Those anatomical scars are evident in the primate remains stored at the Smithsonian. Many of the specimens from the early 20th century are riddled with bone diseases. "For many of them, you can tell what decade they're from just because they're more pathological," or diseased, Canington says. Among the most common afflictions is rickets (in adults, the affliction is called osteomalacia), a disease that can soften bone and results from a vitamin D deficiency. Humans and other primates receive vitamin D through sunlight and a healthy diet, but neither was readily available to captive primates in the age of restrictive indoor enclosures and poor diets.

swollen skull of a young orangutan

Image caption: This swollen skull of a young orangutan resides in the Smithsonian National Museum of Natural History primate collection

Image credit: David Hunt

As Canington opens the drawers of specimens collected decades ago from the National Zoo, she is often greeted by malformed skeletons warped by these vitamin deficiencies. In the most extreme examples, as in the case of a young orangutan shipped to Washington from Borneo in 1952, bone resorption caused jaw bones to swell into large tumors, producing a condition Canington calls "puffy face."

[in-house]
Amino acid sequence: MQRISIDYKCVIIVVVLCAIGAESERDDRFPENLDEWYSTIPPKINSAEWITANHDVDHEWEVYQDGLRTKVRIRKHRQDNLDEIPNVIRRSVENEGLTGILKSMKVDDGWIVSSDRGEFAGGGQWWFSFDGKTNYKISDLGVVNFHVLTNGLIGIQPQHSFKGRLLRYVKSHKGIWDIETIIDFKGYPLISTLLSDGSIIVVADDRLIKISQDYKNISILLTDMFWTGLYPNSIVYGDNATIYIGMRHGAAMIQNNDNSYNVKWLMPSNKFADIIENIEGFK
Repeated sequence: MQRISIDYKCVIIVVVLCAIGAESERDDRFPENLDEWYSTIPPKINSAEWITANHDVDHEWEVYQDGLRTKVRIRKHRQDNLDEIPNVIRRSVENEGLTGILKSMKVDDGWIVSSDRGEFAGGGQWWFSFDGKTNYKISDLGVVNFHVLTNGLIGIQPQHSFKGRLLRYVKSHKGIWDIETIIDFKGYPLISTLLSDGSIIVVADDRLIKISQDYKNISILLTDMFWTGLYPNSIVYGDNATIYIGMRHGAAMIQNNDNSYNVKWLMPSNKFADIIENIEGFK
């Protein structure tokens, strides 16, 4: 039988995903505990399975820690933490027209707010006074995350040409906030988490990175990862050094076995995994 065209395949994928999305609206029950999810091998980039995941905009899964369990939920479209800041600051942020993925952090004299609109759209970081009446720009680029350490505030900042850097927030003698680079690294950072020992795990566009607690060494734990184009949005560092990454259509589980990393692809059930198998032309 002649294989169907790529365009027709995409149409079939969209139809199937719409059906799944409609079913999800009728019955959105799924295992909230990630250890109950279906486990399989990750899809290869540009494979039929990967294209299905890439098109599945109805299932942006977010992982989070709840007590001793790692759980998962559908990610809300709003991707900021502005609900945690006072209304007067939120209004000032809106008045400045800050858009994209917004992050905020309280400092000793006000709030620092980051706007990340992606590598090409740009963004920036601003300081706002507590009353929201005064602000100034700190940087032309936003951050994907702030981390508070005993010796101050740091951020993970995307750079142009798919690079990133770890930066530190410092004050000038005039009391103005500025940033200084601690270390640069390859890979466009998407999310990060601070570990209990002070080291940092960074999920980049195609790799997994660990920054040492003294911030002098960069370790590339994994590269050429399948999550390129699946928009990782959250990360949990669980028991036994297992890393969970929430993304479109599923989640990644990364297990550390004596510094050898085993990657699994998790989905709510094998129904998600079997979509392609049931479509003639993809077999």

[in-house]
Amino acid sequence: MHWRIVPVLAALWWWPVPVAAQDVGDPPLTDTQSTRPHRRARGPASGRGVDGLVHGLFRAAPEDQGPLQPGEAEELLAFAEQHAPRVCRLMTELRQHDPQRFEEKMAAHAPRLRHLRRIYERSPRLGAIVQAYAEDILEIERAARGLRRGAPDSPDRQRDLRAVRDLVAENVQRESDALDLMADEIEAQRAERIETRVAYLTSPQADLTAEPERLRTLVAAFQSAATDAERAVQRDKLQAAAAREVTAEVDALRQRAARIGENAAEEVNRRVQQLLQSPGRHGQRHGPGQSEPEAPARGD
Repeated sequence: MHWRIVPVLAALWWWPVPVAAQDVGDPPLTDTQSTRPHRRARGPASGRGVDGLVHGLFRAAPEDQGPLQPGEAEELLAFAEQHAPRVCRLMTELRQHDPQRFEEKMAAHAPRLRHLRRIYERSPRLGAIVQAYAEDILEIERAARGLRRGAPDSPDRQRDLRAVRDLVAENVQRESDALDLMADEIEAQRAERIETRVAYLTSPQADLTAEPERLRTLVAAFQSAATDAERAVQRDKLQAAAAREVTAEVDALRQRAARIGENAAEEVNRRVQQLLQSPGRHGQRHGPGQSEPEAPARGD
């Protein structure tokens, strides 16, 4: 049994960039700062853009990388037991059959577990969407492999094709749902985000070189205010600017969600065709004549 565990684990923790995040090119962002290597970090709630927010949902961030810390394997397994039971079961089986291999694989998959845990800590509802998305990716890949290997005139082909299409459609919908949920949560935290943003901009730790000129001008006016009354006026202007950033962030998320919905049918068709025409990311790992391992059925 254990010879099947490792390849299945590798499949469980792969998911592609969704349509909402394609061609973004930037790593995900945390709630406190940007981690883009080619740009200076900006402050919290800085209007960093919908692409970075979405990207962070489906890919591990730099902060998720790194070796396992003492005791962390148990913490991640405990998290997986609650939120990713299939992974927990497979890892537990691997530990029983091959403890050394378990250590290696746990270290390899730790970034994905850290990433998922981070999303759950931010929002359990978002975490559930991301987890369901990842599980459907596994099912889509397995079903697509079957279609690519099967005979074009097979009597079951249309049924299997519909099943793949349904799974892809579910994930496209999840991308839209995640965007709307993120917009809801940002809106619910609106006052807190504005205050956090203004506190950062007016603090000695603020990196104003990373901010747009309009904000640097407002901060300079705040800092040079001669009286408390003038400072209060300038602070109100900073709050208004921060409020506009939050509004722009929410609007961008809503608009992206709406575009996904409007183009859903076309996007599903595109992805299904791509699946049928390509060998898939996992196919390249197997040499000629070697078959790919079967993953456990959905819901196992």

Thankfully, as Canington examines more-recent skeletons, brittle bones and swollen skulls become less common. Since the 1960s, when zookeepers began formulating healthy diets and replicating natural habitats, these afflictions have largely disappeared. Modern zoos even incorporate dental exams and teeth cleanings, so the postmortem dental examinations Canington conducts show fewer cavities and less tartar buildup. Ironically, zoo care has improved so much that some captive primates are beginning to experience age-related diseases, like osteoporosis, that they rarely encounter in the wild—the negative externalities of a longer life.

The Smithsonian's primate collection serves as a testament to how captive care has improved over the decades, according to Canington. "Just like how evolution happens in the wild—there's an evolution of the captive environment, which has happened since zoos came into being," Canington says. With such a long and tenuous record of humans' relationship with our fellow primates encased in these bones, Canington is dismayed when other researchers dismiss captive specimens and focus solely on those collected in the wild. After all, in an age of massive biodiversity loss, captive specimens may be more important than ever. Threats like poaching and habitat loss have decimated wild primates—98% of Madagascar's lemurs are threatened with extinction, and four out of the six great ape species are critically endangered according to the International Union for Conservation of Nature. If current trends persist, the fate of our closest evolutionary kin may come down to zoos restocking the wild with captive apes and lemurs.

That's why Canington believes it is time to give captive specimens their scientific due. "We need to learn all we can about captive animals now because one day they're going to become the voice of their species."